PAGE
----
WH Smith suffers 85% fall in sales

Sales at WH Smith crashed by 85 per cent last month as travel restrictions crushed its airport and railways business and the lockdown led to the closure of most of its high street shops.

The retailer said that sales in its travel business plummeted by 91 per cent in April as most of its 807 outlets in stations and airports have had to close and sales in high street shops have fallen by 74 per cent. The business has been able to keep open 203 of its 600 high street shops, because they have post offices, and 103 outlets in hospitals. The company is still losing between £25 million and £30 million a month during lockdown.

Shares in WH Smith slipped by 5p, or 0.55 per cent, to 911.5p in morning trading.

“The emergence of Covid-19 and the associated global pandemic has affected all of us in ways that were unimaginable only a short while ago”, said Carl Cowling, 46, who was promoted to chief executive only seven months ago.

WH Smith traces its roots back to 1792 and its first outlet in a travel location, Euston station, opened in 1848. Until the coronavirus outbreak the retailer was seen as one of the most dependable names in the sector as it has expanded its travel business overseas while running its high street business to protect profits rather than attempting to grow sales in a declining market. Analysts at Brewin Dolphin said that Covid-19 “could not have come at a worse time for WH Smith as it focussed on growing its travel arm”.

WH Smith said that the impact of the pandemic meant that it was not possible to forecast “with any certainty the timing of our store re-openings in our travel and high street businesses. Nor can we forecast the speed of recovery.”

The company said that it was planning for a phased reopening and that running the 300 shops that have remained open during lockdown had already given it experience of how to implement social distancing, source PPE equipment for staff and fit protective screens at counters.

The retailer said that it expected “a gradual improvement in passenger numbers from autumn 2020” in its railway and airport branches. The group said that its overseas recovery would initially be led by an increase in domestic travellers, particularly in the US where 80 per cent are domestic. WH Smith said that while its hospital outlets remained open to serve NHS employees, its sales had still fallen as a result of a reduction in visitor numbers as non-emergency operations have been cancelled.

The shock of the pandemic, shortly after WH Smith sealed its biggest takeover of the US retailer Marshalls, has already prompted WH Smith to tap investors for £162 million, negotiate a new £120 million bank facility and secure its eligibility for the government’s Covid corporate financing facility. The measures mean that the retailer has £400 million liquidity.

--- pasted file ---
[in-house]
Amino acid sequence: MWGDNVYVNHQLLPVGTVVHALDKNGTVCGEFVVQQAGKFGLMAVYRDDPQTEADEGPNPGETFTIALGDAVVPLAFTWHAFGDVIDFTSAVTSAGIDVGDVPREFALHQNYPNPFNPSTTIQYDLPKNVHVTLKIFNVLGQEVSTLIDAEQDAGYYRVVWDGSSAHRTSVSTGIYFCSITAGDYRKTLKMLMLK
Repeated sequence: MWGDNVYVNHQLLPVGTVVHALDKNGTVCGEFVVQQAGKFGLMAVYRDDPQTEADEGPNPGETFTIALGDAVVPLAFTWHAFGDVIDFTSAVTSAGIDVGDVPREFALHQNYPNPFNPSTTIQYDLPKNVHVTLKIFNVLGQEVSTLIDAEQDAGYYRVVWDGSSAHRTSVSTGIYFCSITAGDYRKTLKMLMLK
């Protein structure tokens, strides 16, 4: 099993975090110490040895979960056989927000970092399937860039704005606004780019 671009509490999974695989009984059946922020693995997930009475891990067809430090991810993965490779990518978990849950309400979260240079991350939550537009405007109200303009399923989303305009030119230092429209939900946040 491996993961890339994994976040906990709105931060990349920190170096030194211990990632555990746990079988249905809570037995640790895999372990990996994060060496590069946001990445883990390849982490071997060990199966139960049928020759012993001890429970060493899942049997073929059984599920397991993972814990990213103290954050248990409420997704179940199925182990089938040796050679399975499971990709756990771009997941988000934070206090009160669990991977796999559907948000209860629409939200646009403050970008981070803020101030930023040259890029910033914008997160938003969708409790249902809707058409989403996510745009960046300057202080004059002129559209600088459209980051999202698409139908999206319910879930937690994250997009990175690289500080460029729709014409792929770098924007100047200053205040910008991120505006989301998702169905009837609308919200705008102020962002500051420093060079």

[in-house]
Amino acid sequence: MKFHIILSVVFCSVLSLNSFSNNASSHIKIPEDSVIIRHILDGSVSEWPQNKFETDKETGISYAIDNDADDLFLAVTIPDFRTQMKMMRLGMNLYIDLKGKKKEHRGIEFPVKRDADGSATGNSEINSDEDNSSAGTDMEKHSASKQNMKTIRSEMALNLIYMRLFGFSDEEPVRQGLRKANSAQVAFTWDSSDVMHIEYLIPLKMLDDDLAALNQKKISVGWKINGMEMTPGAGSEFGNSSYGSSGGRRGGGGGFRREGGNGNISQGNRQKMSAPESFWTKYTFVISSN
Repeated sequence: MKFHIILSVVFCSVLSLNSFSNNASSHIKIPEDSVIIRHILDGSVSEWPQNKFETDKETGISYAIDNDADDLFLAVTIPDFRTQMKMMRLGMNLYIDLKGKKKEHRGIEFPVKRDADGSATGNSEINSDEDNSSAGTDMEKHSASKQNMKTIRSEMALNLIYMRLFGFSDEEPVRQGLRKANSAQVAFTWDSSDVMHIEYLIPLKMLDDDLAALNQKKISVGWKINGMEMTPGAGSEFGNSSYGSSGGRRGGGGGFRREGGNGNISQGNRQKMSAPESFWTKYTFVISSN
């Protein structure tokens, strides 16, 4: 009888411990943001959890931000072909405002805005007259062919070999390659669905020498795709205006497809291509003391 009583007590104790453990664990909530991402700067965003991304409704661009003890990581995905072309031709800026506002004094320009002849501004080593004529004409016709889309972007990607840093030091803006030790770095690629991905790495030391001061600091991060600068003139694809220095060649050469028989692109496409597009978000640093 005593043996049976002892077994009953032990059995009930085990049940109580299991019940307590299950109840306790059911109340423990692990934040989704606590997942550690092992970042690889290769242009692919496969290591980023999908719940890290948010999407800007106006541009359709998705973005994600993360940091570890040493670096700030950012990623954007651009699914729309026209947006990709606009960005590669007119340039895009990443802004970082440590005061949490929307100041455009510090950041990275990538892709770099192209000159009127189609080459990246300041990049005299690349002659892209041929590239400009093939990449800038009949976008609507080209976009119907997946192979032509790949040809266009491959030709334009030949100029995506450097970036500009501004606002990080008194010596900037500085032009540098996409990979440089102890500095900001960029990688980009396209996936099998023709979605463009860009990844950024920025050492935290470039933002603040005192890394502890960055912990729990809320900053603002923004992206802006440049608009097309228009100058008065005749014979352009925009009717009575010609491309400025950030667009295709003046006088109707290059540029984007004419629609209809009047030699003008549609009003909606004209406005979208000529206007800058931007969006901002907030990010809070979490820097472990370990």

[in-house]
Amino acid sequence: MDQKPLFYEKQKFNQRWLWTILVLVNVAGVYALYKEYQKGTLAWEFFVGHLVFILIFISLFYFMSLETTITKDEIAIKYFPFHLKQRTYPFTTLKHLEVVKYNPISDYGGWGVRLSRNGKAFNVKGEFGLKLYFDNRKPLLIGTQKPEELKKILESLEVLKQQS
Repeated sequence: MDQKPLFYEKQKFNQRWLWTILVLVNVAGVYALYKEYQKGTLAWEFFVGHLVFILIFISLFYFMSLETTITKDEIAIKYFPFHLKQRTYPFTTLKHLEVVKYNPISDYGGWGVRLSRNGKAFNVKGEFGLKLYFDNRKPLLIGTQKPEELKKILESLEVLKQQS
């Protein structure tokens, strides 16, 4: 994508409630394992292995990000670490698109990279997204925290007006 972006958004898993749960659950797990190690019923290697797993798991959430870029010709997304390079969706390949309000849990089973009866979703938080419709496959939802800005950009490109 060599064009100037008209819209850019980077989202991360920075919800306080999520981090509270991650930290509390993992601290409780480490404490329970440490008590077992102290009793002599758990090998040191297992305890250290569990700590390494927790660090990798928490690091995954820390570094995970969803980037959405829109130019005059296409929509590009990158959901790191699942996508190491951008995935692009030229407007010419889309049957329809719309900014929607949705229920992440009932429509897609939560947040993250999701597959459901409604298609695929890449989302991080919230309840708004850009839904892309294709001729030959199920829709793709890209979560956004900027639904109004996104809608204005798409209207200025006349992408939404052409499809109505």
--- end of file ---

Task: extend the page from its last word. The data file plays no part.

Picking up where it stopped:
“We are a resilient and versatile business and with the operational actions we have taken, including managing costs and the new financing arrangements, we are in a strong position to navigate this time of uncertainty and are well positioned to benefit in due course from the normalisation and growth of our key markets,” Mr Cowling said.

In the six months to the end of February, before coronavirus hit the UK, WH Smith group sales grew by 7 per cent to £747 million, boosted by 19 per cent rise in its travel arm, which offset a 5 per cent fall in its high street business. Group pre-tax profits fell by 3 per cent to £63 million.

The business said that it had negotiated turnover-linked rents with landlords and had struck 40 per cent reductions on rents. WH Smith has 400 shops coming up for renewal over the next three years and it said that it would “only renew a lease where we are confident of delivering economic value over the life of that lease”.

The business said that before the coronavirus outbreak its Marshalls acquisition had been performing well and had 33 new airport shops due to open over the next four years after successful tenders.

Analysts at Peel Hunt said: “A circa £25 million monthly cash burn versus £400 million of liquidity isn’t the stuff of sleepless nights, so it is more crucial to try to estimate the shape of the recovery curve. It will probably be the high street and then domestic flights that lead the way but we do not expect a V-shape here at all. WH Smith will be able to pick up more square footage and maybe participate in M&A as others falter. It will come out of this relatively stronger.”

May 14 2020, The Times

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